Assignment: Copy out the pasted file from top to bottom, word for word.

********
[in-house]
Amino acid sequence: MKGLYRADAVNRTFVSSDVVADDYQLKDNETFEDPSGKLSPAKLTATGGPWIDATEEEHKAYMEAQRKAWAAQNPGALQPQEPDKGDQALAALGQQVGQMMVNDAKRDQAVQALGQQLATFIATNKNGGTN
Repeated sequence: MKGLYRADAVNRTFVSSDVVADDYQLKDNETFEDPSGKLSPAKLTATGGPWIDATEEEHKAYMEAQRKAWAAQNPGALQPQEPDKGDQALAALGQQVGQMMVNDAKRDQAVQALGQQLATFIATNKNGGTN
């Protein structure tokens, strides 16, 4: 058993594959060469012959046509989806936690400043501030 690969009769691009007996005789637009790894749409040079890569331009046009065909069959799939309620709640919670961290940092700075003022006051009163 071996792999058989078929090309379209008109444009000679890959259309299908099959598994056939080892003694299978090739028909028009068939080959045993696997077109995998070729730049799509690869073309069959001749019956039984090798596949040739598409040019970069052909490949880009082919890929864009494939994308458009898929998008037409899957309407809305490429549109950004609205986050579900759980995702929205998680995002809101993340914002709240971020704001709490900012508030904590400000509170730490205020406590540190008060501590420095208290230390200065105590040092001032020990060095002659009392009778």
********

[in-house]
Amino acid sequence: MKGLYRADAVNRTFVSSDVVADDYQLKDNETFEDPSGKLSPAKLTATGGPWIDATEEEHKAYMEAQRKAWAAQNPGALQPQEPDKGDQALAALGQQVGQMMVNDAKRDQAVQALGQQLATFIATNKNGGTN
Repeated sequence: MKGLYRADAVNRTFVSSDVVADDYQLKDNETFEDPSGKLSPAKLTATGGPWIDATEEEHKAYMEAQRKAWAAQNPGALQPQEPDKGDQALAALGQQVGQMMVNDAKRDQAVQALGQQLATFIATNKNGGTN
């Protein structure tokens, strides 16, 4: 058993594959060469012959046509989806936690400043501030 690969009769691009007996005789637009790894749409040079890569331009046009065909069959799939309620709640919670961290940092700075003022006051009163 071996792999058989078929090309379209008109444009000679890959259309299908099959598994056939080892003694299978090739028909028009068939080959045993696997077109995998070729730049799509690869073309069959001749019956039984090798596949040739598409040019970069052909490949880009082919890929864009494939994308458009898929998008037409899957309407809305490429549109950004609205986050579900759980995702929205998680995002809101993340914002709240971020704001709490900012508030904590400000509170730490205020406590540190008060501590420095208290230390200065105590040092001032020990060095002659009392009778």